But what I just couldn’t get out of my head was that cartoonish man and his ridiculous, senseless comment, designed to erase the entire history of slavery. Go back to Africa.
In a nonsensical convergence of hate, this is is exactly the same rhetoric used to express anti-immigrant sentiment. Go back home. Go back to where you came from. The unstated subtext of which is, this place is mine.
What is it about whiteness that it can so blindly lay claim to ownership of a space, without any sense of contradiction or irony – as if the entire history of the US as a ‘nation of immigrants’ never happened, as if this land had never been stolen from the people who originally called it home?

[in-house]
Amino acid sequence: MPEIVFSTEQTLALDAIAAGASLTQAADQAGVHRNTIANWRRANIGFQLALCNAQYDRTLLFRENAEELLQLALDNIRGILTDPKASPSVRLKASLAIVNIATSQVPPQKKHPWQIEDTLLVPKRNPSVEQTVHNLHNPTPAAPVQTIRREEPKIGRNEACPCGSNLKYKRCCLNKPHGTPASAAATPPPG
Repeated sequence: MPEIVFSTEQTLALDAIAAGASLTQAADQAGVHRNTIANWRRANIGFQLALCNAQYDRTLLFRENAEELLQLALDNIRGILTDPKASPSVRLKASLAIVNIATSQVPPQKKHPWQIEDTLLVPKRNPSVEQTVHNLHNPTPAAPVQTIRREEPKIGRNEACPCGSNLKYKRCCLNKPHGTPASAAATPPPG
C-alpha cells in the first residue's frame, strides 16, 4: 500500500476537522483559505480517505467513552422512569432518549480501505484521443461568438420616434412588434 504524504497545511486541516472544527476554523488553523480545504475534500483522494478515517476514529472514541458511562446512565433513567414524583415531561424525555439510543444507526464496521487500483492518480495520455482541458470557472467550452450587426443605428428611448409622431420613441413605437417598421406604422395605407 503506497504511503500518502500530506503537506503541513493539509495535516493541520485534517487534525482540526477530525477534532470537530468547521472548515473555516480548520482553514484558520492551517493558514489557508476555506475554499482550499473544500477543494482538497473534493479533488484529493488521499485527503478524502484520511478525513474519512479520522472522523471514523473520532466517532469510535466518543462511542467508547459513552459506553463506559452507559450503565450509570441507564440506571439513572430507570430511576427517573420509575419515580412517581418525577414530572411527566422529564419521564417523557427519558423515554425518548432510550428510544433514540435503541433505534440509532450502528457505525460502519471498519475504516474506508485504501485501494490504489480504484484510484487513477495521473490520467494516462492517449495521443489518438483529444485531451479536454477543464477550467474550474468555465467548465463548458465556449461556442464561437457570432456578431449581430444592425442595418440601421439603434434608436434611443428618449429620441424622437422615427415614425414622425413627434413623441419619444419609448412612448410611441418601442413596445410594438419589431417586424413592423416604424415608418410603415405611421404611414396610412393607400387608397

Andrea Smith (2012) argues that white supremacy is maintained through three distinct but interrelated logics: “(1) slaveability/anti-Black racism, which anchors capitalism; (2) genocide, which anchors colonialism; and (3) orientalism, which anchors war” (n.p.). The first pillar maintains that Blackness is always equated with slaveability, which can take multiple forms – from formal slavery, to the prison industrial complex (Smith, 2012). Anti-Blackness convinces white people to accept their lot in life, because at least they are not Black, at least they are not the property of the state. This logic thus upholds capitalism, which depends upon a workforce whose labor is always being commodified. The second pillar of genocide maintains that indigenous people must always be disappearing, thus anchoring colonialism and justifying the ‘rightful’ inhabitation of Native lands by white people. Orientalism, the third pillar, understands people from the ‘Orient’ (citing Said) as being inferior peoples, but civilized enough to continue to be a threat – thereby justifying military action for “protection” (Smith, 2012).